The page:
With WORSHIP at the center of our lives, the work of nourishing and growing the congregation was wonderfully accepted by the members who gave generously of their time, talents and treasure in thanksgiving for the many blessings of God we were then experiencing.

The Ministry of 35 years at St. Stephen’s ended with my retirement in the fall of the year 2000 at the age of 70.

Three years of my retirement ended when I was accepted as a priest in the Anglican Church in America and the Diocese of the Eastern United States. St. Paul’s Anglican Church was then organized and chartered in the State of Pennsylvania. After several temporary locations, St. Paul’s Anglican Church is now permanently located at the intersection of 25th & Livingston Streets in Allentown, PA.

Looking back 60 years seems like yesterday now. I certainly did not know then what the future held in store for me. Nor could I have, for a moment, ever thought that I would be alive 60 years later still doing what I started out to do long ago. It is only as I look back that I can appreciate the blessings of God over the Ministry He has given me to do.

It is now, however, that I look forward eagerly to the future of what God has in store for me and for those He will call me to serve.

For all the years past and for those to come TO GOD GIVE THE GLORY!
Yours in Christ,
Father Joe + Falzone

St. Paul’s Messenger July/August 2017
Rector’s Message

DEARLY beloved in the Lord, ye who mind to come to the holy Communion of the Body and Blood of our Saviour Christ, must consider how Saint Paul exhorteth all persons diligently to try and examine themselves, before they presume to eat of that Bread, and drink of that Cup. For as the benefit is great, if with a true penitent heart and lively faith we receive that holy Sacrament; so is the danger great, if we receive the same unworthily. Judge therefore yourselves, brethren, that ye be not judged of the Lord; repent you truly for your sins past; have a lively and stedfast faith in Christ our Saviour; amend your lives, and be in perfect charity with all men; so shall ye be meet partakers of those holy mysteries. And above all things ye must give most humble and hearty thanks to God, the Father, the Son, and the Holy Ghost, for the redemption of the world by the death and passion of our Saviour Christ, both God and man; who did humble himself, even to the death upon the Cross, for us, miserable sinners, who lay in darkness and the shadow of death; that he might make us the children of God, and exalt us to everlasting life. And to the end that we should always remember the exceeding great love of our Master, and only Saviour, Jesus Christ, thus dying for us, and the innumerable benefits which by his precious blood-shedding he hath obtained for us; he hath instituted and ordained holy mysteries, as pledges of his love, and for a continual remembrance of his death, to our great and endless comfort. To him therefore, with the Father and the Holy Ghost, let us give, as we are most bounden, continual thanks; submitting ourselves wholly to his holy will and pleasure, and studying to serve him in true holiness and righteousness all the days of our life. Amen.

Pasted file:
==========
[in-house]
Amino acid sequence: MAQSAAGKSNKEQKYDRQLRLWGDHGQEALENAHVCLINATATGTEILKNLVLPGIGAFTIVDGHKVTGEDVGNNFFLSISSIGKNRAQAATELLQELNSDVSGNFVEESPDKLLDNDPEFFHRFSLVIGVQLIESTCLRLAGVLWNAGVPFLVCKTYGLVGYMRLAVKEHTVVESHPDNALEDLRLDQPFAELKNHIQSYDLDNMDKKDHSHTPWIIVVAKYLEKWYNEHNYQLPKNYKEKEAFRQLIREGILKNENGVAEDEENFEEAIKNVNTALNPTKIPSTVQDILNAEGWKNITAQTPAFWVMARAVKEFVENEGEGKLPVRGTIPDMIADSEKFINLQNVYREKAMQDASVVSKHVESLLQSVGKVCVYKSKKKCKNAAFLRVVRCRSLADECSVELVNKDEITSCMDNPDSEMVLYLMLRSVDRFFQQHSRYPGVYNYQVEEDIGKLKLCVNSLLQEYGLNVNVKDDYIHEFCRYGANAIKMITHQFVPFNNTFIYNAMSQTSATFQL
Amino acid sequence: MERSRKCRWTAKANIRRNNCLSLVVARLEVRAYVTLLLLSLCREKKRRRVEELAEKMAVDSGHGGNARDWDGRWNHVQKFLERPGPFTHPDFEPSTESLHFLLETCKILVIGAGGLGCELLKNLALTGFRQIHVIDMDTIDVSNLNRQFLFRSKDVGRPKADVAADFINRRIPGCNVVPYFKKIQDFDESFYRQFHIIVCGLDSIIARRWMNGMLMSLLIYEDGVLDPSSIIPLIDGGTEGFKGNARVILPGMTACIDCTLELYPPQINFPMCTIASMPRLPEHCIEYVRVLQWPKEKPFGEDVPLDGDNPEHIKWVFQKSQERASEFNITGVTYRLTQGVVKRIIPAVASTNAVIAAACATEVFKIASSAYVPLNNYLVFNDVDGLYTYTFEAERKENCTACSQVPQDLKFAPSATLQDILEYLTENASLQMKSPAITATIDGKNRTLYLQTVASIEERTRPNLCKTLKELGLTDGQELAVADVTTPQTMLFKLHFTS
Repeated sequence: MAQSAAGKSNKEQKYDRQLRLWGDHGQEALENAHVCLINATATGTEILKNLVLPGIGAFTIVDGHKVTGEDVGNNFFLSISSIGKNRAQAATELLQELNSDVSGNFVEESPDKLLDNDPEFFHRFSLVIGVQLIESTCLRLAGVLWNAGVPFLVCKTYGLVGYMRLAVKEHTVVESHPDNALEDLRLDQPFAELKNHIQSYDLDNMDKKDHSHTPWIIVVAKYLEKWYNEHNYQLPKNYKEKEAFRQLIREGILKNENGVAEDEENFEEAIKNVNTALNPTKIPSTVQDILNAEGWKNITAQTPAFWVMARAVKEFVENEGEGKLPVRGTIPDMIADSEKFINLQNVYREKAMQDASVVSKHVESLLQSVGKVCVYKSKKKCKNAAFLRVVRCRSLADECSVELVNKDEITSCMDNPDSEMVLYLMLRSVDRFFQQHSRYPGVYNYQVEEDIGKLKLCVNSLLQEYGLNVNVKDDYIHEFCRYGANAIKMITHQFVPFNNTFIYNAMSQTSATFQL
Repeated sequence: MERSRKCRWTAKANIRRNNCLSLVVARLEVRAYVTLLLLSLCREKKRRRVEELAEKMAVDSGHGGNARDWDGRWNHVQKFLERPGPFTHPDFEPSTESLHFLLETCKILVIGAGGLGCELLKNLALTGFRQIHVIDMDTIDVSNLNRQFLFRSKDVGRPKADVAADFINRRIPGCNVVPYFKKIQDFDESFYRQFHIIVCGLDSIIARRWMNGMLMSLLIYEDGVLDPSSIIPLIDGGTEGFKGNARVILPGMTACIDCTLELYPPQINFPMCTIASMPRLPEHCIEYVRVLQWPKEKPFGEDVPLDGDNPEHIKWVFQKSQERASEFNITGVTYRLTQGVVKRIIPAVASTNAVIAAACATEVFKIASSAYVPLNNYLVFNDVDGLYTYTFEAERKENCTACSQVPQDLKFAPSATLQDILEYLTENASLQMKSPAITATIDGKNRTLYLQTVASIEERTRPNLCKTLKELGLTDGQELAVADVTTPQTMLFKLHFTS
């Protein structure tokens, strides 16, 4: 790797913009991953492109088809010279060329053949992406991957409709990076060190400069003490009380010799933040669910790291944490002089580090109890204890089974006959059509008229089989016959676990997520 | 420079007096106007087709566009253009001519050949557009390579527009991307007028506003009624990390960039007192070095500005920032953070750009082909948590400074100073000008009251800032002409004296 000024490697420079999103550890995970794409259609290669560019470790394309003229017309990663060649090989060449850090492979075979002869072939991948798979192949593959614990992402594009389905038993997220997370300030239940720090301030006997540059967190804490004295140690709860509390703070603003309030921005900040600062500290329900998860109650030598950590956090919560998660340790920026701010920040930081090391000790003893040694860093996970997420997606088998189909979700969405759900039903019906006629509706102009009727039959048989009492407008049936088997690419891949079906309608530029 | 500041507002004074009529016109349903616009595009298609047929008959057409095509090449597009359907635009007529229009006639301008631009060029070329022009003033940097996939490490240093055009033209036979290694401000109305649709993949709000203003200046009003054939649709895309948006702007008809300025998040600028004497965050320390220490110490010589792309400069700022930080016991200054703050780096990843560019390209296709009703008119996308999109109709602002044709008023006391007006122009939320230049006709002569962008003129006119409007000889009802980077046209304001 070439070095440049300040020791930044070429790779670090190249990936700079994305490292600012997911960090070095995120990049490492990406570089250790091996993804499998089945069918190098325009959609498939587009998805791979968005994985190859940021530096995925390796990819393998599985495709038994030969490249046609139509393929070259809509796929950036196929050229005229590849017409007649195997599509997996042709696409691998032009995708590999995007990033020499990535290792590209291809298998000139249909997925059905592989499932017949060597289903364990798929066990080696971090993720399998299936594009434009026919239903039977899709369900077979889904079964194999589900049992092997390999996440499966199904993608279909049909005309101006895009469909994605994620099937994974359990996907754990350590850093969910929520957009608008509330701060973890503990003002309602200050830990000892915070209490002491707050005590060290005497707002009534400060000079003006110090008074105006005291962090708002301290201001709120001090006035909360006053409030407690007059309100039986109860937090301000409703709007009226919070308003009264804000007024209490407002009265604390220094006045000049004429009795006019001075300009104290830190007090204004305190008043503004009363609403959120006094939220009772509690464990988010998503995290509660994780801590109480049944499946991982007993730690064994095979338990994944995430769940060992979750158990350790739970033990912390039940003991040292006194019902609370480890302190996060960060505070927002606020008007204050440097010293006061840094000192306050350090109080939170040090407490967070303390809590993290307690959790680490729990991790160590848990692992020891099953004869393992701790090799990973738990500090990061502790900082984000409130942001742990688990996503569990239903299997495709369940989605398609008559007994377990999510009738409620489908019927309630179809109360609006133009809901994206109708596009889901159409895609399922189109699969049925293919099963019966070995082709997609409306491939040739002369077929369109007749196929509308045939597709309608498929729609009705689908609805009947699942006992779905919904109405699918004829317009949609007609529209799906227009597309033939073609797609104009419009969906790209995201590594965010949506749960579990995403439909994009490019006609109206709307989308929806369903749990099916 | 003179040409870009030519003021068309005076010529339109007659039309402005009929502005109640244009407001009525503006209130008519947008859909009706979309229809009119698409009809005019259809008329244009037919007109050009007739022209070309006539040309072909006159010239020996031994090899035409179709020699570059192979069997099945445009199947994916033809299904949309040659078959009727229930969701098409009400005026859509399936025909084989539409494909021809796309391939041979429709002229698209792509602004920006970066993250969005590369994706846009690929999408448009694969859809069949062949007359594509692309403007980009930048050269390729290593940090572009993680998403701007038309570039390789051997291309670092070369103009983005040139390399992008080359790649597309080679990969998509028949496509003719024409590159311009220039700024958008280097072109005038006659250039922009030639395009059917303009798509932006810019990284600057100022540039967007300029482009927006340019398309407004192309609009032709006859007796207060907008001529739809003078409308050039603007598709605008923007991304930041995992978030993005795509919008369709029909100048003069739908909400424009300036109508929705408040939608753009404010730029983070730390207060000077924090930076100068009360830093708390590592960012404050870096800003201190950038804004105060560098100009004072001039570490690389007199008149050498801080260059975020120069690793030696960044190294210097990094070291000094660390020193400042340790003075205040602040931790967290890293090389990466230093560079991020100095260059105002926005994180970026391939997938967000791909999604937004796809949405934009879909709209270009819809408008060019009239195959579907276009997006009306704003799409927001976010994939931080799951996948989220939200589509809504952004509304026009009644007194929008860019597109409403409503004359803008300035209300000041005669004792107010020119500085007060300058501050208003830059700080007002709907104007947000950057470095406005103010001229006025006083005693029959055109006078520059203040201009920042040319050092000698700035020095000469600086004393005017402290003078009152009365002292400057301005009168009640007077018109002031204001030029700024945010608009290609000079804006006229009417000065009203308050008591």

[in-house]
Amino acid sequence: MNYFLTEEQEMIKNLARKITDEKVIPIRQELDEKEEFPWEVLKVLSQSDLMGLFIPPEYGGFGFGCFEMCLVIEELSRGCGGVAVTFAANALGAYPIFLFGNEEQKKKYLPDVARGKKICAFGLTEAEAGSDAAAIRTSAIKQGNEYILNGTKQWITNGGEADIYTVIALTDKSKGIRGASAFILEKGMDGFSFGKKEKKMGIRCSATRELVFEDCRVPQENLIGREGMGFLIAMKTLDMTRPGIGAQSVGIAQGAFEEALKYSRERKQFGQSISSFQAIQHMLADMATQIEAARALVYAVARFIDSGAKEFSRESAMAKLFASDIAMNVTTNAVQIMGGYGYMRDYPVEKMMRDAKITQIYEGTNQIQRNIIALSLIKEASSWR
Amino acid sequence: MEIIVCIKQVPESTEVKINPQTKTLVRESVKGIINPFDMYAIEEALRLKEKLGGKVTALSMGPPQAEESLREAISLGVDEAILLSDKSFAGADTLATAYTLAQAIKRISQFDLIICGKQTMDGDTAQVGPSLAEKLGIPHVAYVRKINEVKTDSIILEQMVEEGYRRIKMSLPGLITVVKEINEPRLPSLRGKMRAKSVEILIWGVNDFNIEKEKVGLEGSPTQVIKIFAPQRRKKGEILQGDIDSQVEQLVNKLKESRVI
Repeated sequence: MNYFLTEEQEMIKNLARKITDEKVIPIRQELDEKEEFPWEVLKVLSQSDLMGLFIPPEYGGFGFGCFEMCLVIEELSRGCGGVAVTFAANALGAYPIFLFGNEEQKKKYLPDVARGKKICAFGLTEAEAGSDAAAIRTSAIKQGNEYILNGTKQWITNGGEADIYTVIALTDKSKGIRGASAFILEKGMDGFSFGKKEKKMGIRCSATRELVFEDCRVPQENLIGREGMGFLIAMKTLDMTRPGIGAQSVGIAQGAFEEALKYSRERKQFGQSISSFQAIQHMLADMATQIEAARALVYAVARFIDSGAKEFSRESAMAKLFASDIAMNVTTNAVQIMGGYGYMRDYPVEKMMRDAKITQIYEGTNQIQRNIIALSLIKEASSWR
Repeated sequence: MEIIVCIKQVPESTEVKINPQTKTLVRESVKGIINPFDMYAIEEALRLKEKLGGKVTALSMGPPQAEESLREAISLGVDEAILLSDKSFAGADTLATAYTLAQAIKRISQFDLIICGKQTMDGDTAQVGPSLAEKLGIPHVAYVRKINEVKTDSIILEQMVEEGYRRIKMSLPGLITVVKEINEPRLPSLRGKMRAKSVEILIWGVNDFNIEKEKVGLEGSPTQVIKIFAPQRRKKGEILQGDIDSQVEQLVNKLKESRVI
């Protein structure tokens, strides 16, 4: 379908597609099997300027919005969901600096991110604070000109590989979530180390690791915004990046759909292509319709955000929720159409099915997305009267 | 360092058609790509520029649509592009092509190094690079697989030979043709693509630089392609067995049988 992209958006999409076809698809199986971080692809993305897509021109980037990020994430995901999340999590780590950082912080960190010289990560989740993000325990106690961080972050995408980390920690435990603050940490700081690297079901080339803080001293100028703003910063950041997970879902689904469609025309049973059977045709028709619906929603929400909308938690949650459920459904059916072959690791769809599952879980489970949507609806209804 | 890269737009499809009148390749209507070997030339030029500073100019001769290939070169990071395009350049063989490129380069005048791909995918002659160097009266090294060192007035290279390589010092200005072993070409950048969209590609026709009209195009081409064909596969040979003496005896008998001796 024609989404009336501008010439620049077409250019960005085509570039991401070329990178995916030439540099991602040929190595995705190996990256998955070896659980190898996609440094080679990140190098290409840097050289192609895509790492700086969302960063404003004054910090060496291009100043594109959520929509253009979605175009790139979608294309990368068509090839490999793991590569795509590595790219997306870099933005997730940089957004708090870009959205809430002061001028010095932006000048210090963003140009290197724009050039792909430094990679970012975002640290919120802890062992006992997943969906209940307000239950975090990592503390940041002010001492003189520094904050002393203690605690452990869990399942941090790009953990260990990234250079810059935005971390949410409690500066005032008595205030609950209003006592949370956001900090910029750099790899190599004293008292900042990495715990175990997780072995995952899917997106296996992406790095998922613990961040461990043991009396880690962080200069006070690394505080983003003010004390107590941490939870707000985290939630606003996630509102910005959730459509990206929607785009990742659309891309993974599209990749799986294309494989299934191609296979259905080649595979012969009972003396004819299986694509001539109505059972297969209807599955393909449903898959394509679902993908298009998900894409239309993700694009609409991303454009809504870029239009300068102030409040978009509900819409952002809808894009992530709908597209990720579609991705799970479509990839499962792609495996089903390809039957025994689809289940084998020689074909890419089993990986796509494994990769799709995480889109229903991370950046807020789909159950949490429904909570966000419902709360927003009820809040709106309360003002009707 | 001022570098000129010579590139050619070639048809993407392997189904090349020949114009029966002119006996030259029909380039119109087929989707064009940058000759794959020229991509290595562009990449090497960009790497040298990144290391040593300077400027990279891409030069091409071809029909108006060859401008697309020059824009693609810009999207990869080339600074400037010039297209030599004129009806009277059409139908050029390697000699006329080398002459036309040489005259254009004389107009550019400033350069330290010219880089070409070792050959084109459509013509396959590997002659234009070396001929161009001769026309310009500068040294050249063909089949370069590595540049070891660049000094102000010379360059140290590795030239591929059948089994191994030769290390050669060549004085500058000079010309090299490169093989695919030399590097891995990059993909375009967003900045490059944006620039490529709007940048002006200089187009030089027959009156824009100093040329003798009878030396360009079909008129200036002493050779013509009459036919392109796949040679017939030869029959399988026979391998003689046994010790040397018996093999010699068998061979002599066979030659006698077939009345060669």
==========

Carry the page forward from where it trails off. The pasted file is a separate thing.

In the Service of Holy Communion, following the opening Collect for Purity, the Priest turning to the people, rehearses distinctly the Ten Commandments, and the people, still kneeling, shall, after every Commandment, ask God mercy for their transgressions for the time past, and grace to keep the law for the time to come. The Decalogue may be omitted, provided it be said at least one Sunday in each month. But note, that whenever it is omitted, the Priest shall say the Summary of the Law, beginning, Hear what our Lord Jesus Christ saith.

The “Summary” divides the Ten Commandments into two sections, First our Duty to God (1 to 4) Thou shalt love the Lord thy God with all thy heart, and with all thy soul, and with all thy mind. This is the first and great Commandment. And Second, our Duty unto our Neighbor (5 to 10) is like the first; Thou shalt love thy neighbor as thyself.

Breaking of our proper relationship with God will open up ourselves to temptation and thus to sin.